“They order, said I, this matter better in France.” So wrote Laurence Sterne in his 1768 book A Sentimental Journey Through France and Italy. Alas, things have changed much since then, at least as far as the Internet is concerned. In the light of recent events, now he would we have to say: they order this matter worse in France. Even more unfortunately, France's bad habits are spreading, and could have serious consequences for free software.
These started going downhill with the “three strikes and you're out” idea:
The French President today trumpeted a new plan by some of the country's ISPs and its record and film industries to shut off illegal file-sharers' internet access.
In a landmark speech Nicolas Sarkozy said: "The rights of authors, the preservation of creativity, the recognition of the rights of each artist, of each performer... was an important commitment of my presidential campaign.
"Today an accord is signed and I see a decisive moment for the civilised internet. Everywhere, in the US, UK and others, industry and government have tried... to find a permanent resolution to the problem of piracy. We are the first, in France to try to build a national grand alliance around clear and viable proposals."
The plan has been drawn up by French retail exec Denis Olivennes. It will see signatory ISPs - including France Telecom, which owns Orange in the UK - hand over information on heavy users of file-sharing networks to a new enforcement body which will formally warn them to stop. If they persist, their connection will be cut.
But not content with penalising French Internet users, and chilling creativity in that country, Sarkozy seems determined to bend Europe to his will (the infection has already spread to the UK).
First, attempts were made to sneak an obligation to impose the “three strikes and your out” approach (rebranded as “graduated response”) into a complex and irrelevant EU telecoms package. The European Parliament, to its credit, pushed back, and added several clauses to preserve fundamental freedoms, like the right to judicial review of any attempts to cut Internet access.
Because France currently holds the Presidency of the Council of the European Union, it has considerable power to ram through its preferred legislative agenda. Sarkozy appears to be doing this through one of the (many) organisational bodies of the European Union, the Council of Europe, which is now in the process of ripping the heart out of the European Parliament's amendments. Here's some analysis of what it's up to, by Lilian Edwards, Professor of Internet Law at Sheffield University:
This is a crucial set of obligations, about to be imposed on all of Europe’s ISPs and telcos, which should be debated in the open, not passed under cover of stealth in the context of a vast and incomprehensible package of telecoms regulation. It seems, on careful legal examination by independent experts, more than possible that such a deliberate stealth exercise is indeed going on. When passed, these obligations will provide Europe level authority for France’s current “3 strikes” legislation, even though this has already been denounced as against fundamental rights by the European Parliament, when it was made clear to them what they were voting for or against.
So what? You may be asking – perhaps it serves Europe right for constantly going its own way. Well, it's not so simple.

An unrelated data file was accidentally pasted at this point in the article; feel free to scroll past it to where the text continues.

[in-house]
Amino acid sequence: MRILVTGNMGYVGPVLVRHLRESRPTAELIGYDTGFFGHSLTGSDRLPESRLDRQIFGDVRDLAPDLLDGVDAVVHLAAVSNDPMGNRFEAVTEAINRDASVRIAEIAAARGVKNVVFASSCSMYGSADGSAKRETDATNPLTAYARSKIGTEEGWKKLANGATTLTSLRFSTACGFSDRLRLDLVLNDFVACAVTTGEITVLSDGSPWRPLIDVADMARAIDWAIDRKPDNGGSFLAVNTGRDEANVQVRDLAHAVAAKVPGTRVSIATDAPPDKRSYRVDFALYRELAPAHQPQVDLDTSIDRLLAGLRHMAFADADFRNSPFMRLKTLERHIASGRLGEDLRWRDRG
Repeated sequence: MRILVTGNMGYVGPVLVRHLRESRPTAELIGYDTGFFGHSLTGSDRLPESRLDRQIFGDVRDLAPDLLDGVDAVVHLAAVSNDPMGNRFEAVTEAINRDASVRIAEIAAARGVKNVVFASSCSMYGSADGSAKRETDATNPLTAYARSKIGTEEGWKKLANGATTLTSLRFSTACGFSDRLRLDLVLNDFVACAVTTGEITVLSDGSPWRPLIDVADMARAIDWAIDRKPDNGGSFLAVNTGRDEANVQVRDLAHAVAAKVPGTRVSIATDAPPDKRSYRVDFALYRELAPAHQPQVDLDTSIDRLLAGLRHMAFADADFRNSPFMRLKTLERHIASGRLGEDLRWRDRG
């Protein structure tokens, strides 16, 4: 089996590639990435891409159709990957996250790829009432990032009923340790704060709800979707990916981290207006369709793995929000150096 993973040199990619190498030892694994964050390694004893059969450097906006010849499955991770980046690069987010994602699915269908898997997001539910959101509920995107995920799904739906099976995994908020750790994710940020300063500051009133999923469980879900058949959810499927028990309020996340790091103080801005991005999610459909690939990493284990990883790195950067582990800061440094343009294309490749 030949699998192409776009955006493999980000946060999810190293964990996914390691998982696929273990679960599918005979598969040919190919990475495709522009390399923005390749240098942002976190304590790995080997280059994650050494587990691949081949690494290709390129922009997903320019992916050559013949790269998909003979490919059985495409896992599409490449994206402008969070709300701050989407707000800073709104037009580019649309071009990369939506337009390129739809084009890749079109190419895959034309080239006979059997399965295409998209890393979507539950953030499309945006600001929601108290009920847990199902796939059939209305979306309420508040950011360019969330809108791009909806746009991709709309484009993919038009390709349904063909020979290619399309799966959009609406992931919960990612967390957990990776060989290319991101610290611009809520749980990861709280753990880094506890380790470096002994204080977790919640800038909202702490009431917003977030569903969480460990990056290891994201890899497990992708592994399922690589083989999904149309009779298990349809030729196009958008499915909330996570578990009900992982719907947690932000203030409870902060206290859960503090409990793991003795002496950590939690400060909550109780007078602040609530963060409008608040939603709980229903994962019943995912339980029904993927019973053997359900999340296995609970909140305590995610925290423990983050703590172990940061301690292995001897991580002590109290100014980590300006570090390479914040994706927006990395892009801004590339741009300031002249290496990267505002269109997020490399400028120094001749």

At the end of last year, the Society of French Record Producers wanted to take the creators of three P2P sharing programs - Vuze (formerly Azureus), Morpheus and Sourceforge/Shareza - to court because of the alleged actions of some of their users in swapping copyrighted files (Limewire was later added to the list). Initially, they were blocked because it was unclear whether these foreign companies were subject to French law. The relevant French court has recently ruled that they are, and so the court cases may now proceed.
Since three of those programs are free software, this is clearly a big problem, because it means that people around the world who create such software might be held liable for the actions of their users in France. That's not something most coders would be happy with, even if they have no intention of visiting. Clearly, then, much more is at stake here than France's perverse desire to cut itself off from the 21st century.
Resistance to “three strikes and you're out” approach has been growing for a while. The problem is, despite the success of the initial campaign in convincing the European Parliament, the Council of Europe, led by Sarkozy, is using every trick in the EU book to circumvent the amendments that were added.
Moreover, if the “three strikes and you're out” is legitimised in this way, there is bound to be huge pressure on national governments within the EU to implement it in local laws. And that, in its turn, will encourage copyright maximalists to push for the same elsewhere. New Zealand has already approved the “three strikes and you're out” policy, and others are considering it. The more widely it spreads, the more likely it is that it will spread yet further – to the US, for example.
This means that the French/European moves must be nipped in the bud if we are to prevent a massive leap backwards for global online rights. And that, perhaps, is the key argument that can be used here: that the Internet is now so interwoven with everyday life (in developed countries at least, and increasingly elsewhere) that cutting it off is akin to cutting off someone's electricity or water supply. Nobody would countenance that, and only retrogressive monopolists like the recording and film industries would contemplate it for the Internet.
So here's something concrete that everyone can do: start sharing. No, I don't mean copyrighted content, but this meme: that the Internet is a right. Pass it on.
Glyn Moody writes about openness on opendotdotdot.
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